Cover crops can help to drastically improve soil. Learn about which cover crops will work best for your garden.
Growing cover crops will add organic matter to your soil while also loosening any compacted soil you might have. The roots and tops of these plants will also protect your soil from stormy weather. Legumes like vetch and clover will add nitrogen to your soil which is extremely good for most food producing crops.
Cover crops can also help keep pests away from your plants by providing a safe habitat for pest predators like ground beetles.
If you want to plant winter cover crops to protect the soil from bad weather, drop seeds throughout your garden as soon as you have finished your last harvest of the season. You can also sow the seeds between rows of any remaining fall crops you may have. Rake the soil lightly to cover the seeds, and keep the ground moist to encourage growth.
Till the cover crop into the soil once spring arrives. Allow the ground cover to decompose into the soil. If you do not want to till, you can mow the top growth and dig only as much as necessary to sow your spring crops or use transplants. You can leave the tops lying between rows of crops to serve as mulch.
Cool Weather Ground Covers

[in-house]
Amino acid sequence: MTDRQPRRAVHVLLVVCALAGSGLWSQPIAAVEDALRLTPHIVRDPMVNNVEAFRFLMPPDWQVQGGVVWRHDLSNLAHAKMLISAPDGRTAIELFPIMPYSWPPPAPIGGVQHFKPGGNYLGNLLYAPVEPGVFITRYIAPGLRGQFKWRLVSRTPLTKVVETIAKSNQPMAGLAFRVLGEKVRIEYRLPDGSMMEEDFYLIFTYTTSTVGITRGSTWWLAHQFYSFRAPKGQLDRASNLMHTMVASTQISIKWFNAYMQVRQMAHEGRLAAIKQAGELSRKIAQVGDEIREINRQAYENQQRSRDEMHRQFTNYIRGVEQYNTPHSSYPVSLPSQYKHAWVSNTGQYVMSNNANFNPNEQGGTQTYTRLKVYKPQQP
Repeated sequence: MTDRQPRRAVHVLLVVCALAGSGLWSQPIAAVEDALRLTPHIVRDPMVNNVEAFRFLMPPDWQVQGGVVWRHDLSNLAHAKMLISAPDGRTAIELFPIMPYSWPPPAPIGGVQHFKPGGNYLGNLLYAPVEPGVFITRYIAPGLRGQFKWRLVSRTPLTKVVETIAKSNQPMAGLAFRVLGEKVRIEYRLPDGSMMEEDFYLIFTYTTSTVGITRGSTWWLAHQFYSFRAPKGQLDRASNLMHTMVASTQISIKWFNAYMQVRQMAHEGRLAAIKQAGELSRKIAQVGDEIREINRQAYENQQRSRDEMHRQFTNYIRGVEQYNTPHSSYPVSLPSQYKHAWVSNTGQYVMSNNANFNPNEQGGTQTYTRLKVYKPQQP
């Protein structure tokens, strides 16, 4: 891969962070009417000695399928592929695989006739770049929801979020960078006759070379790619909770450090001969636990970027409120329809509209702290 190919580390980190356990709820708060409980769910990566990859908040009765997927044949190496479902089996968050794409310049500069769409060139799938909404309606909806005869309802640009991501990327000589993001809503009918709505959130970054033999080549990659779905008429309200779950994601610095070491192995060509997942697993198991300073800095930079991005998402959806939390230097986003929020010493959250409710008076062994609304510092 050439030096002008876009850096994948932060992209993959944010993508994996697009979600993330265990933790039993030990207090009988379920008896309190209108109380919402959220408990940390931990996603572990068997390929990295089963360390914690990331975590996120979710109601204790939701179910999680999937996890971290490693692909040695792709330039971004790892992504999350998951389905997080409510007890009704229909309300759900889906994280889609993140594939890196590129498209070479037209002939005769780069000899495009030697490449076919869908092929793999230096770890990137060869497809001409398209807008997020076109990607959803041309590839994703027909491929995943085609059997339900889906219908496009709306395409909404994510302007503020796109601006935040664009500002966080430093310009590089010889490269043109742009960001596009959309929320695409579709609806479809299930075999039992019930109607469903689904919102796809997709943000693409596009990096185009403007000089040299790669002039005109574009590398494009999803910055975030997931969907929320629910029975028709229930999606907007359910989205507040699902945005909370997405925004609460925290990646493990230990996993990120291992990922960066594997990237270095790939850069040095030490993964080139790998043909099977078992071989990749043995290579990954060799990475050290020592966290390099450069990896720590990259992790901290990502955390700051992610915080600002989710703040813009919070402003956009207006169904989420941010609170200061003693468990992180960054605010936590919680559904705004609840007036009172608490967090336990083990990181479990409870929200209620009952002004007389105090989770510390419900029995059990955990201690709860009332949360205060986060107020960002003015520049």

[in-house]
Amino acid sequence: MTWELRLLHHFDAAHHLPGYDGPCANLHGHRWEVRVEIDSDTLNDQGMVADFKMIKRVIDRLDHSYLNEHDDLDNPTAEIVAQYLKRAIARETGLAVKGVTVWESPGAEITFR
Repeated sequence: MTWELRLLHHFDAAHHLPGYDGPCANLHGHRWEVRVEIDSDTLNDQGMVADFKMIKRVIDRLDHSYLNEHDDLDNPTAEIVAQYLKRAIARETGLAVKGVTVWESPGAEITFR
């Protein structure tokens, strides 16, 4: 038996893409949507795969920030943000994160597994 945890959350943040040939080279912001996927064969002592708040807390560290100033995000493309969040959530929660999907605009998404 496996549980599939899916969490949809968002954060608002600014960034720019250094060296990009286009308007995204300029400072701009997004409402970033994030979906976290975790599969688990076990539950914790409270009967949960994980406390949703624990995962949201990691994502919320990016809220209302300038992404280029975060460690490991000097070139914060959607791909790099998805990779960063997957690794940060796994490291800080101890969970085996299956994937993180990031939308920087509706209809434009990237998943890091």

Field Peas are great to plant in the spring or fall and they work best on soils that lack organic matter. They can also smother weeds and add nitrogen to the soil.
Tillage Radishes are great to plant in late summer or early fall but they will not survive cold northern winters. You can use them on heavy soil where their long taproots can break up hardpan and grow quickly.
Hairy Vetch grows great in late summer or fall and it can be used on acidic, well-drained soils. This crop cover regrows very quickly in spring after fall planting. It also adds a lot of nitrogen to the soil.
Winter Rye grows well in late summer or fall and does best on soil that lacks organic matter. It can also germinate and grow in cold soil.
Thyme is very draught resistant and grows well in dry areas. You can also harvest thyme for cooking. This ground cover can help protect other plants from various pests and enhance soil.
Source: Lisa Padilla/flickr
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